Apple’s much anticipated introduction of the iPhone 4S yesterday will impact marketers in two immediate ways:
- – It will get the iOS into more pockets and purses.
- – It will make the iPhone more useful and more indispensible than ever before.
The first big wave of news to come out of Cupertino, of course, was the collective disappointment among iOS fans at the lack of a new iPhone 5. Although the 4S has the look and feel of the previous incarnation, like so many things in life, it’s the changes under the hood that matter.
And those changes put some significant marketing consideration in play.
Priced to Expand iOS Market Share
The upgraded iPhone 4S, with the dual core A5 processor and 8MP camera, comes in three basic flavors: the standard 16GB version, the more robust 32GB and, for the first time, a range-topping 64GB edition. The price points for the 16GB and 32GB remain in line with current pricing at $199 and $299, respectively. For the privilege of owning the flagship 64GB model, users will have to pony up $399.
While pushing the envelope at the top end, Apple also announced that the current iPhone 4 model will continue to be available, albeit with only 8GB of storage, for a mere $99. In addition, the 3GS version will be offered free with a two-year contract. The added performance at the high end, combined with the value pricing at the low end, will only serve to drive up iPhone market share.
Increased market share will make focusing solely on the iOS platform a much easier decision for some marketers and undoubtedly will influence how mobile marketing efforts and dollars are allocated. This increase in market share, leading to increased attention for the platform, may further slow adoption of the Android platform by end users.
The iPhone already had the penetration advantage for brands that need to reach executive-level decision-makers. While Android’s overall share of the market has grown rapidly over the last couple of years, much of this growth has been price driven. I can cite statistics, but your own experiment may be more telling: The next time you are in an airport terminal surrounded by other business travelers, look around … notice what mobile device they are using.
Still not convinced? Data released by Boingo, which provides more airport Wi-Fi than any other providers, notes that while Android adoption has expanded from zero to 45 percent in the broader market, the operating system only represents a paltry 11 percent among travelers.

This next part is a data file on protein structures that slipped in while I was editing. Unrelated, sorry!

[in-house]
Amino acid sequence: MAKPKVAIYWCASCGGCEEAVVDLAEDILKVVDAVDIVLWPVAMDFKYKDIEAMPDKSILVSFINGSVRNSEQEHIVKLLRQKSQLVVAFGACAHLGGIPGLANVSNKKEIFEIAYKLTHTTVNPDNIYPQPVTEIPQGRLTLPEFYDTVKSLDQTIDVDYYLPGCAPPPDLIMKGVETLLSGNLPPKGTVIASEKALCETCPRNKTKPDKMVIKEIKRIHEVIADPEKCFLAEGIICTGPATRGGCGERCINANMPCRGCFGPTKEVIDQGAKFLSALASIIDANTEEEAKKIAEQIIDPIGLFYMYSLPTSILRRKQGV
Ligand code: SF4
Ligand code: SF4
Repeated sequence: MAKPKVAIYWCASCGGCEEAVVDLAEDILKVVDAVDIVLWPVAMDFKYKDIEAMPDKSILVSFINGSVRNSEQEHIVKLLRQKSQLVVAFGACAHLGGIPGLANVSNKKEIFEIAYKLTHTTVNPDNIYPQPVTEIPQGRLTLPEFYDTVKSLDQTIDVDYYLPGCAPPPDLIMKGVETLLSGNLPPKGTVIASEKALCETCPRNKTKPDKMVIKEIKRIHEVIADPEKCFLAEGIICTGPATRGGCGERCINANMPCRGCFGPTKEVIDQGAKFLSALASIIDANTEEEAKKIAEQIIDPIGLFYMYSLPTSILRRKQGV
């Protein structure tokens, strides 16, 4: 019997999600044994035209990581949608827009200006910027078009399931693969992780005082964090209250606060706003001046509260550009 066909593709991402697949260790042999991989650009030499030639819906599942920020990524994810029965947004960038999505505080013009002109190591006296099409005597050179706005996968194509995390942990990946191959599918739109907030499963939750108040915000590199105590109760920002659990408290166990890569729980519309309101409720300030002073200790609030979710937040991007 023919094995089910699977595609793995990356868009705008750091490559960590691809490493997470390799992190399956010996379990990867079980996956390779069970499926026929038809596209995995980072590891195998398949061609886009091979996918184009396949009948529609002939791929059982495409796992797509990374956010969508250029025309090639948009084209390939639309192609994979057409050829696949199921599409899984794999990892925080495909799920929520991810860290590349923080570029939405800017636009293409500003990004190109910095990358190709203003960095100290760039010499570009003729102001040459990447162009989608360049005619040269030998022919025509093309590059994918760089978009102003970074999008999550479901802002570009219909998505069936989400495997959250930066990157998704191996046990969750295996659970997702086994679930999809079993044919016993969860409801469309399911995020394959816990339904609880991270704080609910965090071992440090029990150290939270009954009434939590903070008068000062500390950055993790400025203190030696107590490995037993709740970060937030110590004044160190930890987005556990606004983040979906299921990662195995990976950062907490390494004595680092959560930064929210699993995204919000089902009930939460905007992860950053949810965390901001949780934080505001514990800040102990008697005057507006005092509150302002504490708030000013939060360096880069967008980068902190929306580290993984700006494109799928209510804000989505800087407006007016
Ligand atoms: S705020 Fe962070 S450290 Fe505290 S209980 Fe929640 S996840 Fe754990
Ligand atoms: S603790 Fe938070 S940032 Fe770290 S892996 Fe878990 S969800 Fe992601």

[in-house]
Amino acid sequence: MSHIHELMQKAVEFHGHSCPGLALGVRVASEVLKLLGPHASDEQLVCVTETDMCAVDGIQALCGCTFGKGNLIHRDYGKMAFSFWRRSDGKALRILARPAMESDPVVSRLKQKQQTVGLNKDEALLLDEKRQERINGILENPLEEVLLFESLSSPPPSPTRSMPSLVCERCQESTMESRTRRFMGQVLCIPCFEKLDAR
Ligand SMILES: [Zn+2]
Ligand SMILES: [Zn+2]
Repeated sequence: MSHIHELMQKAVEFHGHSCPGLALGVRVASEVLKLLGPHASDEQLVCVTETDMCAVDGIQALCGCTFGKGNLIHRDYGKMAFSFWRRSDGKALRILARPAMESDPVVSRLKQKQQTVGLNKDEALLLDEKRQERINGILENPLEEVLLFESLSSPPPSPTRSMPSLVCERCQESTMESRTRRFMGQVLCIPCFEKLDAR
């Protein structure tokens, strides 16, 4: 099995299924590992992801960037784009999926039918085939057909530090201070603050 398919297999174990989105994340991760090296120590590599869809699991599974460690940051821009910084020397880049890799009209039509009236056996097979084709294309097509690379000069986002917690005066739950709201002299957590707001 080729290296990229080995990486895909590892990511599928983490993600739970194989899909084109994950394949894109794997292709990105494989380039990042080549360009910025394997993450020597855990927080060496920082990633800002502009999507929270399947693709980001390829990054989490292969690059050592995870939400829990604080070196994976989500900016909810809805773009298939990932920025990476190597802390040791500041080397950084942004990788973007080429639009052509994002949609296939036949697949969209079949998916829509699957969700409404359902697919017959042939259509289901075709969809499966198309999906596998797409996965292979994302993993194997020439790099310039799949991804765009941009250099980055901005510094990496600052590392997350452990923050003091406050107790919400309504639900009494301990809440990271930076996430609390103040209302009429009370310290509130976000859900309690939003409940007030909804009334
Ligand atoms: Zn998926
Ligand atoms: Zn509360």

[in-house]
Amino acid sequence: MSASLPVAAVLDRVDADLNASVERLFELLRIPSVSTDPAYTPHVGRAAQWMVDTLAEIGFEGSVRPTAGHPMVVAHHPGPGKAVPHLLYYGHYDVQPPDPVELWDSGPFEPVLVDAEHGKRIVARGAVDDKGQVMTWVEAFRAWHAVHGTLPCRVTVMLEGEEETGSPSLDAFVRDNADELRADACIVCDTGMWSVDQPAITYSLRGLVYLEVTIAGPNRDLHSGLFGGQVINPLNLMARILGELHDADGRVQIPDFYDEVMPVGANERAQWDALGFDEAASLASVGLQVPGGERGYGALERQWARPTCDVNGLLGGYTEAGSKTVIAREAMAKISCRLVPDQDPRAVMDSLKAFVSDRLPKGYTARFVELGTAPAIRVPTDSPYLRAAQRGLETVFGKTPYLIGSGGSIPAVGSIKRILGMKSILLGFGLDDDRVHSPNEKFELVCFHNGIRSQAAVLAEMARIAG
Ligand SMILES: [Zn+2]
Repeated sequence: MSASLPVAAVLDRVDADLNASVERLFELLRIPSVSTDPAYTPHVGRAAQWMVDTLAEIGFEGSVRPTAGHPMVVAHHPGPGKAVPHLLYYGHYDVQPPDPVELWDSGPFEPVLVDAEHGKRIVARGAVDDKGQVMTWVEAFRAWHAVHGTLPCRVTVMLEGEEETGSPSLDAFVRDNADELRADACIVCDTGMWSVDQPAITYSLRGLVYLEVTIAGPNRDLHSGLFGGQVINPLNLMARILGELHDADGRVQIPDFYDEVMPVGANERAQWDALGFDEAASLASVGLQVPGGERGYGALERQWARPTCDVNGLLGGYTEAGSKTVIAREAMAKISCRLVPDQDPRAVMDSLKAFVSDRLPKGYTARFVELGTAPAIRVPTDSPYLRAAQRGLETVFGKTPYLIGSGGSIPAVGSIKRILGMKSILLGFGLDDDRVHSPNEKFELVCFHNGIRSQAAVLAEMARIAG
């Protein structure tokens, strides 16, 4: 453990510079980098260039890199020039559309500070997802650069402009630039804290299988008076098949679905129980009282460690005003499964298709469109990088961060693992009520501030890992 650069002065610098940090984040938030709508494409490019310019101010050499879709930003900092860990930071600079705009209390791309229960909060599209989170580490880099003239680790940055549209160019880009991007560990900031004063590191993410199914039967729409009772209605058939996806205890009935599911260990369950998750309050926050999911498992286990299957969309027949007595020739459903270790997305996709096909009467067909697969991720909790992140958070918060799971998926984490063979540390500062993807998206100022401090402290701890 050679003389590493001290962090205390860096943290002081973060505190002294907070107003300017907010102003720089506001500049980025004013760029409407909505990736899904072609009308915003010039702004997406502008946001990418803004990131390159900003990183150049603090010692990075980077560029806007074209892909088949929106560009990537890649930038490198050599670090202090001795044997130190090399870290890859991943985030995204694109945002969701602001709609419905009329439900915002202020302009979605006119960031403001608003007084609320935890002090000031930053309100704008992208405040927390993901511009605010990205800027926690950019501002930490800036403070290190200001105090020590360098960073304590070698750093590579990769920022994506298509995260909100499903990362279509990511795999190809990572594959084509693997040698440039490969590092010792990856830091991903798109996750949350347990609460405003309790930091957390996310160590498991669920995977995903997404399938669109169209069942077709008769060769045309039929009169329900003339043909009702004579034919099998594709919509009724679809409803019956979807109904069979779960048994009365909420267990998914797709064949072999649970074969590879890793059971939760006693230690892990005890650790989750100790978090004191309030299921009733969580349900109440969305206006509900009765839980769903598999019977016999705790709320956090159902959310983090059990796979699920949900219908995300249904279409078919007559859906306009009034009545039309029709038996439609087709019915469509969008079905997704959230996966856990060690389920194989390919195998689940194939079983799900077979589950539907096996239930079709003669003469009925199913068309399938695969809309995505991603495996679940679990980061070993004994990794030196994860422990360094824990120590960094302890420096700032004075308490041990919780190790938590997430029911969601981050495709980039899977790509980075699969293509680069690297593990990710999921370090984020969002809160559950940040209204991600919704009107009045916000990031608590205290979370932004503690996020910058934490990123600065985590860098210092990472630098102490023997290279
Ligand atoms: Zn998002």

Natural Language Processing
When Apple acquired Siri 18 months ago, most watchers knew it was just a matter of time before it was baked into the iPhone in one form or another. That wait ended with the iPhone 4S, and this technology brings new capabilities not only to the device itself but also to the various applications it runs. The company demonstrated how a voice-activated assistant built on Siri’s natural language processing can help the user check the weather, respond to text messages and even schedule an appointment across multiple applications. These tasks can even be accomplished via Bluetooth, without ever removing the iPhone itself from pocket or briefcase.
Once iPhone users become accustomed to this utility, naturally, it will make the platform even more appealing to consumers—particularly business users—while creating another significant barrier to changing to Android or other systems. However, it also presents challenges and opportunities for marketers.
This past summer, I worked on a campaign for Scotsman that included a mobile application designed to help users find nearby restaurants offering their favorite kind of chewable ice: nugget ice. The Luv the Nug app combines geolocation data with its own database of food and beverage establishments to give users a choice of ice cream shops, restaurants, etc., that serve nugget ice. But, with today’s technology, results appear only after the application is launched.
Picture your customers’ errands and shopping lists arranged not by category, but by geolocation. When a consumer adds, say, “fix basement light” to the task list, the personal assistant not only reminds him or her to do it but also points out when a hardware store that offers lighting fixtures is nearby. Maybe it even suggests a specific store or a particular brand.
Now imagine if your own application could combine its functionality with this newly launched feature. Mobile users could simply ask their iPhone, “Where can I get my nug on?” to find nugget ice, and it will reference the database in the locator app in order to provide them with the answer. Better yet, when asking your phone to find a local spot for lunch, it could tailor its suggestions to include establishments that serve nugget ice, leveraging the functionality and data of the Nugget Ice Locator app, without explicitly launching the app.
The question is to what degree Apple will give developers access to the Siri API and what we will be permitted to do with it. If and when the assistant can access third-party applications, it will open up a new world of possibilities for mobile marketers.
For now, only Apple knows.
by Frank Garamy
Vice President, Technical Planning
Cross-posted at Ignite Something on the Forbes CMO Network